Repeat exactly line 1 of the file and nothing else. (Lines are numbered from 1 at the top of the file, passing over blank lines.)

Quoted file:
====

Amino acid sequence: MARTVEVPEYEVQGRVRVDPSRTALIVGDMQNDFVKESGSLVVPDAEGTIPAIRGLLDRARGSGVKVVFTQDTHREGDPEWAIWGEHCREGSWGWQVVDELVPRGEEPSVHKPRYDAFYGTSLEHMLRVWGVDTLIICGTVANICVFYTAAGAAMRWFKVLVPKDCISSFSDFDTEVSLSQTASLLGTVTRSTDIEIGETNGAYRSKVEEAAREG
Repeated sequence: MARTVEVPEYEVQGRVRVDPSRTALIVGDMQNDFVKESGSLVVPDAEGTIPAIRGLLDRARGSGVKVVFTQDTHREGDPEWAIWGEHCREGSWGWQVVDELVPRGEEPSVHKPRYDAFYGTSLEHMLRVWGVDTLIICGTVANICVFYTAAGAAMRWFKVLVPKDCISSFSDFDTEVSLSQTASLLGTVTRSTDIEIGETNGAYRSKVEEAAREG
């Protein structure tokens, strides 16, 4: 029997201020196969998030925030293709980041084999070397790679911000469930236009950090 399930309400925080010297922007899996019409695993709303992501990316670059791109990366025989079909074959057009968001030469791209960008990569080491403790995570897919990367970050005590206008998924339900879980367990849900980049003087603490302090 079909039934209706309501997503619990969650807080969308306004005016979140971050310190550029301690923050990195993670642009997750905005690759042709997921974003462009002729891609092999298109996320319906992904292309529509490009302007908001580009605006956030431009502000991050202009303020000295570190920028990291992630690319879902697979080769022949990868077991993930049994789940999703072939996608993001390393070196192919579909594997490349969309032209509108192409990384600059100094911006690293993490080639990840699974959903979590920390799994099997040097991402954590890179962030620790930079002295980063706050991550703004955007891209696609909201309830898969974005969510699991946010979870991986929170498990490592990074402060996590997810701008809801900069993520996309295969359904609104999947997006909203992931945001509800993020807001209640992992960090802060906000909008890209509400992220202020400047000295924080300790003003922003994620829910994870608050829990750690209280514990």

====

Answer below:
Amino acid sequence: MARTVEVPEYEVQGRVRVDPSRTALIVGDMQNDFVKESGSLVVPDAEGTIPAIRGLLDRARGSGVKVVFTQDTHREGDPEWAIWGEHCREGSWGWQVVDELVPRGEEPSVHKPRYDAFYGTSLEHMLRVWGVDTLIICGTVANICVFYTAAGAAMRWFKVLVPKDCISSFSDFDTEVSLSQTASLLGTVTRSTDIEIGETNGAYRSKVEEAAREG